Zurbuchen is Honorary Degree Recipient, Commencement Speaker

Thomas Zurbuchen

Northern Michigan University will present an honorary Doctor of Science degree to scientist Thomas Zurbuchen, the head of Science at NASA and former NMU trustee. He will also deliver the keynote address at the university's April 30 commencement.

“It is important to me to support institutions with a close tie to their communities,” said Zurbuchen, who grew up in a small mountain town in Switzerland. “I see such value in institutions of all sizes and I have so much respect for the way that NMU provides more than just education to this country.”

Zurbuchen brought a wealth of scientific research, engineering experience and hands-on knowledge to NASA. He was a keen observer of the natural world from an early age. His curiosity led him to earn both a master's and doctorate in physics from the University of Bern in Switzerland. He served as a professor of space science and aerospace engineering at the University of Michigan, Ann Arbor, and as founding director of UM's Center for Entrepreneurship at the College of Engineering.

In his role at NASA, where he has been since 2016, Zurbuchen sets the agency's science strategy and inspires the teams responsible for carrying it out. He believes one of the key ways to advance NASA's science missions is to build partnerships across disciplines as well as with industry and other nations—all in the name of generating new questions and helping to advance the frontiers of knowledge and exploration. As a first college graduate in his family, he is also committed to space education and expanding diversity and inclusion efforts among NASA's scientists and workforce.

While at NASA, he has been involved with science missions that range from studying the stars to learning more about our home planet. Most recently, he oversaw the Mars 2020 mission, which includes the Mars rover Perseverance and the Mars helicopter Ingenuity, exploring a region of the Red Planet that may hold evidence of previous microbial life. He also oversaw the final phases of construction, testing, and launch of the James Webb Space Telescope, which will answer fundamental questions about the origin of galaxies and stars, and also help to identify exoplanets surrounding other stars.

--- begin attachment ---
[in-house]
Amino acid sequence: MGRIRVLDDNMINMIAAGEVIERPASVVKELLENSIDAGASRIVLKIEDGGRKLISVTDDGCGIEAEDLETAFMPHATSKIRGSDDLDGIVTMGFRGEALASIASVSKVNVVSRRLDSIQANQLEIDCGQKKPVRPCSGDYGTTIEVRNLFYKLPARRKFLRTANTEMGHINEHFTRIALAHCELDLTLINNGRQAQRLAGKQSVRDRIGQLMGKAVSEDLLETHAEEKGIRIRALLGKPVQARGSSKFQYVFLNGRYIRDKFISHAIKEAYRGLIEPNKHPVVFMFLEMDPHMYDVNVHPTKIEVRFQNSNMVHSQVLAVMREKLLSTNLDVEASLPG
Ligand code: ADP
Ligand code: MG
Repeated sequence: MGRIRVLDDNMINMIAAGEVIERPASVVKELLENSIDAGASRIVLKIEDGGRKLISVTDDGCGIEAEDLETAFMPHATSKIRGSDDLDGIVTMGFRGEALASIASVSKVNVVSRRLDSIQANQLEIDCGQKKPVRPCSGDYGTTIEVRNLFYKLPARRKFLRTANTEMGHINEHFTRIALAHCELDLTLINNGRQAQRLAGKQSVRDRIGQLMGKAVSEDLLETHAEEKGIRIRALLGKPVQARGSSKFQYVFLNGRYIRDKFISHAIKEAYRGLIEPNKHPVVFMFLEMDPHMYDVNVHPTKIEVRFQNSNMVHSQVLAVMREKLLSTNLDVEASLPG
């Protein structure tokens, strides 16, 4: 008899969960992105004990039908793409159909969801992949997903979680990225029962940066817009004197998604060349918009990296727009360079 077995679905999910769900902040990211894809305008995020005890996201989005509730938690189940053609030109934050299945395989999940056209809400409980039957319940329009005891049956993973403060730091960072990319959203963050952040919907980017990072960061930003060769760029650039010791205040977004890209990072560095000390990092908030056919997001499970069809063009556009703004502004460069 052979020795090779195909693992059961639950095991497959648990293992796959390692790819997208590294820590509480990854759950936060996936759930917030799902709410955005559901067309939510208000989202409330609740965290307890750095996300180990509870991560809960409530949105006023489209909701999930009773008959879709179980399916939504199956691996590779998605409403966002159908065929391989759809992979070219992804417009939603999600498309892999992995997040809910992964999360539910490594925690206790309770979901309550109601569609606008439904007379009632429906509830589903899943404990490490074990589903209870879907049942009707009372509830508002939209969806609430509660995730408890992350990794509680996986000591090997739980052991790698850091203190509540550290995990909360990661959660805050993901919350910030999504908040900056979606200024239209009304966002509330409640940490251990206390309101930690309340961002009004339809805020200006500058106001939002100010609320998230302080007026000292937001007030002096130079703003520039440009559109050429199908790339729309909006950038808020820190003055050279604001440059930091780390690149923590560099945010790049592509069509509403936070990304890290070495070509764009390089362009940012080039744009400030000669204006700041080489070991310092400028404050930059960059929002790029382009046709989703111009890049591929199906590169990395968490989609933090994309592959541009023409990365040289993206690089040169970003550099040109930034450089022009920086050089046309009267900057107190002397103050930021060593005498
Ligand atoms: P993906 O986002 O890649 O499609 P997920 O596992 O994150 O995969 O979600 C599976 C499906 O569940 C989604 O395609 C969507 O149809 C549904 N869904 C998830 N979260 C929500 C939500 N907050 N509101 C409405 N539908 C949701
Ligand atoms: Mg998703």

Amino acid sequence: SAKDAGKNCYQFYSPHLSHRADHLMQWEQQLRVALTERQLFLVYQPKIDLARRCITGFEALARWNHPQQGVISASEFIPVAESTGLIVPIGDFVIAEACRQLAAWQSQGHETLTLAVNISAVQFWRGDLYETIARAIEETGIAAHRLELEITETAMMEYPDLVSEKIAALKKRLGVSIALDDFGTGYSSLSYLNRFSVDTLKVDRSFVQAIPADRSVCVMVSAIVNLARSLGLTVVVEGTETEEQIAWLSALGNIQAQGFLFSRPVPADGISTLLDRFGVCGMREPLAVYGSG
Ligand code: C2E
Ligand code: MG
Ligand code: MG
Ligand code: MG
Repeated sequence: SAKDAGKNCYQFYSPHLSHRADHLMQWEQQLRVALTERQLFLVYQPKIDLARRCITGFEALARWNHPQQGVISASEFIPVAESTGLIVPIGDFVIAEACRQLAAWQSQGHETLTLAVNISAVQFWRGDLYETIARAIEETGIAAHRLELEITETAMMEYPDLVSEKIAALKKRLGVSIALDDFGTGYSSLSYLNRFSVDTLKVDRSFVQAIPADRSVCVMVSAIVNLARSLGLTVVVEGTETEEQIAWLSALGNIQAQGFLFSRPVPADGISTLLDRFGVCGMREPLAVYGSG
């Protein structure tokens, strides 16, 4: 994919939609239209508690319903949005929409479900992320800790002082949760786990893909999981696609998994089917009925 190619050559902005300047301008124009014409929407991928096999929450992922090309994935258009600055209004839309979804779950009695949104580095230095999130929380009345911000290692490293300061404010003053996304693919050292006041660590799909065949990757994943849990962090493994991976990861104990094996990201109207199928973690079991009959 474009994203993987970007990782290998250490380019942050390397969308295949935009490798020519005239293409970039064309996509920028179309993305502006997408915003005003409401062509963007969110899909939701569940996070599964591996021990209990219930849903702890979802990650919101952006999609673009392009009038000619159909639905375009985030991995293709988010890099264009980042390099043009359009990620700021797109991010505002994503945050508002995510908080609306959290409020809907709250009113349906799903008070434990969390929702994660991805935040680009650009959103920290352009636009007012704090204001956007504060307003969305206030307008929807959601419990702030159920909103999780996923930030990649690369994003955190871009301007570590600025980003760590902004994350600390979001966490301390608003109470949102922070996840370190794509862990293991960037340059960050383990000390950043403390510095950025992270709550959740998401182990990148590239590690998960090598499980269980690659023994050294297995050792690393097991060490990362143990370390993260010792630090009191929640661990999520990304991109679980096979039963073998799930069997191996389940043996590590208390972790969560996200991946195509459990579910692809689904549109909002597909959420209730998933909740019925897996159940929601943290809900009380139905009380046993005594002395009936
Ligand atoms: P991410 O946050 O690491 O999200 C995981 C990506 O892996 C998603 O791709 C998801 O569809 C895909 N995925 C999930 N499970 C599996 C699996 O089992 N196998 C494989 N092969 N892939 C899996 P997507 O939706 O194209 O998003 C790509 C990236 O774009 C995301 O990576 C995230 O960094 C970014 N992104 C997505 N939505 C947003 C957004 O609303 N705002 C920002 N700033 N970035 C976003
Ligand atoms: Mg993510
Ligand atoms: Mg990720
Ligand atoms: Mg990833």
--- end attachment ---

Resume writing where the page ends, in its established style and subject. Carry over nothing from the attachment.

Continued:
In September 2021, Asteroid No. 289116, discovered in 2004, was named Zurbuchen in honor of his lifetime of space-related scientific work by the WGSBN, an International Astronomical Union working group in charge of naming small planets and comets.

During his time in Ann Arbor, Zurbuchen was appointed by former Gov. Rick Snyder to the NMU Board of Trustees in 2013. He was instrumental in the approval of several innovative enrollment efforts, including new programs and state-of-the-art facility projects. He chaired the Academic Affairs Committee and was elected vice chair of the board before he had to step down to accept the post at NASA.

“I am excited to come back to the NMU as I sincerely enjoyed my time as a trustee of the university and as part of the entire community of Marquette and beyond. I have missed my trips to the beautiful UP and my friends there,” said Zurbuchen. “It is such an honor to receive this degree from an institution that I am so proud of and I am excited to be forever connected to NMU and the UP because of it.”

Over his career, Zurbuchen has authored or co-authored more than 200 articles in peer-reviewed journals on solar and heliospheric phenomena. His honors include multiple NASA ground achievement awards, induction as a member of the International Academy of Astronautics and the Swiss Academy of Engineering Sciences (SATW), a NASA Outstanding Leadership Medal, and a Presidential Rank Award for Distinguished Executives in 2022. He is known for engaging people worldwide with NASA's work and the inspiration of science and exploration.

NMU will present the honorary Doctor of Science degree to Zurbuchen in recognition of his outstanding contributions to science exploration, higher education and community service. Alumnus John W. Berry Jr. will also receive an honorary degree. Commencement begins at 10:30 a.m. Saturday, April 30, in the Superior Dome. It can be viewed regionally on WNMU-TV or streamed online at nmu.edu/commencement/.

Prepared By

Kristi Evans
News Director

Categories: Around NMU